Questions, questions, everyone’s got questions. Are we really all alone in the universe? Was it something we said? Does a career with modest pay but interesting perks automatically mean your mother-in-law won’t approve? If the lovely wife is out of town, do I still snore? Unfortunately, these are questions too big even for your intrepid reporter. But questions about the four local sports franchises? Child’s play.
Should the Cowboys pay Dak Prescott like a franchise quarterback?
I can hear you now: Everyone knows the big question is when is Jerry Jones going to hire a real general manager? That’s not a question. It’s a complaint. You know the answer anyway. Jerry will hire a GM when telemarketers give up.
Dak is the most polarizing Cowboy since … Tony Romo. Which shows how quickly it can turn. Quit football, become a psychic broadcaster and watch everyone forget that you won just two playoff games. Dak’s biggest public relations problem is that his most glaring weaknesses — accuracy and indecision in the pocket — were Romo’s strengths. Dak’s critics are slow to credit his durability, leadership and winning percentage, especially in the clutch.
But are those qualities good enough to pay him, say, $28 million a year? If your answer is no, you should know that’s what Kirk Cousins is averaging over three seasons with the Vikings. And I think I’d rather have Dak.
But I wouldn’t pay him just yet. The advantage of a quarterback making just $2 million this fall is it allows you to pay someone else. Two of the Warriors’ last three titles came when Steph Curry was making $12 million, tops.
See how Dak performs in a different version of the offense, with a better line and another season of Amari Cooper. If you still like him then, give him the money.
Remember this, too, all you haters: Quarterbacks are like jobs; never give up on one until you have another in hand.
Will the Rangers ever develop a frontline pitcher?
The best pitchers the Rangers discovered and nurtured and promoted to the big leagues were Kevin Brown and Kenny Rogers. Problem is, I could have written that same sentence 25 years ago. A handful of pitchers have had their moments before and since, but it’s not exactly the ’93 Braves.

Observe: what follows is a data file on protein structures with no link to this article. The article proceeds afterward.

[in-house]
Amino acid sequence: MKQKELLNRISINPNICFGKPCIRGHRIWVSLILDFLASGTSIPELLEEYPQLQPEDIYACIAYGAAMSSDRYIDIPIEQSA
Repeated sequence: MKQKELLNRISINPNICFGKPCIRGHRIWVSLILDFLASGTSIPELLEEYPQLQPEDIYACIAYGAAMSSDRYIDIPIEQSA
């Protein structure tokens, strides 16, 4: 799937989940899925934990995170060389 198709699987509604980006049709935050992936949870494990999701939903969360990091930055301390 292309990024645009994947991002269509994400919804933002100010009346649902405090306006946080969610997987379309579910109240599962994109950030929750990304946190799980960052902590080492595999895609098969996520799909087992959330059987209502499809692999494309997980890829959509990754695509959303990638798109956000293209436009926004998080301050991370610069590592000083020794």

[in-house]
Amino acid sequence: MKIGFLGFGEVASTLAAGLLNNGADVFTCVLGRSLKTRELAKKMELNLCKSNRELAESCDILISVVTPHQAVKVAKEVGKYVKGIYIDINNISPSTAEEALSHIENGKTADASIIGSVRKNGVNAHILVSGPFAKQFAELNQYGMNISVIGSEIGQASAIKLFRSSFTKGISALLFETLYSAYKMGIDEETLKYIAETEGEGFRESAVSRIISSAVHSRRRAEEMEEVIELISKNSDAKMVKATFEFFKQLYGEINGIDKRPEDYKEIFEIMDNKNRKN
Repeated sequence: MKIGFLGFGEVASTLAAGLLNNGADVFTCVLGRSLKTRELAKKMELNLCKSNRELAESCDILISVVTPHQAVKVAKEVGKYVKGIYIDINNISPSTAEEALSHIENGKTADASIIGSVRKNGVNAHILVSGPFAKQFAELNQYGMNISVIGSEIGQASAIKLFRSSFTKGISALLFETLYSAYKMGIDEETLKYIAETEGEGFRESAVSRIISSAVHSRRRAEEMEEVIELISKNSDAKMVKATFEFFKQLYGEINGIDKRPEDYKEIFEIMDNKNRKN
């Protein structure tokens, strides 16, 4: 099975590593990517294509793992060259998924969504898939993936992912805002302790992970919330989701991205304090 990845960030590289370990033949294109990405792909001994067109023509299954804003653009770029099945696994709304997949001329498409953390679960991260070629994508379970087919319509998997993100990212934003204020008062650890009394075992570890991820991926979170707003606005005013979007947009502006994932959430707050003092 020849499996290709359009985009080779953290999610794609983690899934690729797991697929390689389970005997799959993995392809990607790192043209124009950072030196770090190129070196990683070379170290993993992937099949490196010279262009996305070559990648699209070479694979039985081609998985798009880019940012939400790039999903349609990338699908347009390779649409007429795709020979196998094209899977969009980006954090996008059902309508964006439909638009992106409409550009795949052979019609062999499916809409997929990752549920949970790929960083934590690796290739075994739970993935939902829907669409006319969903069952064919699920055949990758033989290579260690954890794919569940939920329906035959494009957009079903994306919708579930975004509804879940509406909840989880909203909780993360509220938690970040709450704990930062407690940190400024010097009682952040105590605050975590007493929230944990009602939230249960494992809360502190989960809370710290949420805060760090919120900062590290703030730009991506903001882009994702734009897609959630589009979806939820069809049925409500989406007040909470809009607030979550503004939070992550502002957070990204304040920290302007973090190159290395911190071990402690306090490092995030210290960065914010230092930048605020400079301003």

This has not only been Jon Daniels’ problem. Generations of Rangers execs have failed. Where did they all go wrong? Is it a curse? Do we need to exorcize the Globe? We’ve already sacrificed David Clyde. Maybe that’s the problem. Maybe the Rangers should bring him back, publicly apologize and prevent him from leaving until he signs a release.
Or could it be that what the Rangers have needed all these years was not an ace but a thermostat?
A hospitable work environment for laboring pitchers would help. Koji Uehara probably still hasn’t cooled off since his summers in Arlington. Of course, it’s not so simple. Piling up pitching must become a priority. In my three decades following the Rangers, it’s been an occasional strategy.
Daniels has finally come to just such a conclusion, which improves his odds of eventually finding a pearl in all these shells. Sooner or later, you’d think they’d just get lucky.
Can the Mavs find a third star this summer?
Kristaps Porzingis is a second star, no matter what you may believe. Wait until you see his chemistry with Luka Doncic. This will be good. Promise.
The Mavs will also have about $30 million to spend on another player. Or players, if Plan A doesn’t work out.
Initial thoughts centered on Orlando’s brute center, Nikola Vucevic. He’d give the Mavs the physical presence and rebounding they need, and he’s got a typical European skill set. Done, right? Except SportsDay alum Marc Stein says the Mavs’ pursuit of Vucevic may be “overstated.” They’d reportedly like a little more shooting, speed and athleticism to mix with Porzingis and Doncic.
Anyway, if not Vucevic, then what? Kevin Durant? Kyrie Irving? Kawhi Leonard?
Consider this your alarm clock.
Never put too much stock into what you hear or don’t hear about the Mavs’ plans. History shows they like to surprise. I still wouldn’t rule out Vucevic. Failing that, they may go for smaller fish this summer. Indiana’s Bojan Bogdanovic is a terrific shooter and scorer. He’d fill a need until a few contracts expire and the Mavs take runs at free agency in 2020 or 2021, when Porzingis and Doncic really catch on.
Who goes first, Jamie Benn or Jim Nill?
You know me, and it’s not as Mr. Hockey. But it seems safe to say by now that Nill has not transformed the Stars into Red Wings south.
Three head coaches in six years. Two short playoff runs.
One volcanic eruption from the team president.
Nill’s high point came three months into the
Jim Lites didn’t famously call out Benn and Seguin because he was bored. Not his style. Sounds a little more like something that might have come from the owner, Tom Gaglardi. He’s a smart, commanding guy who hires good people and leaves them
Here’s betting it means either Nill or Benn won’t be back next season. But I’ve been wrong before. Even about
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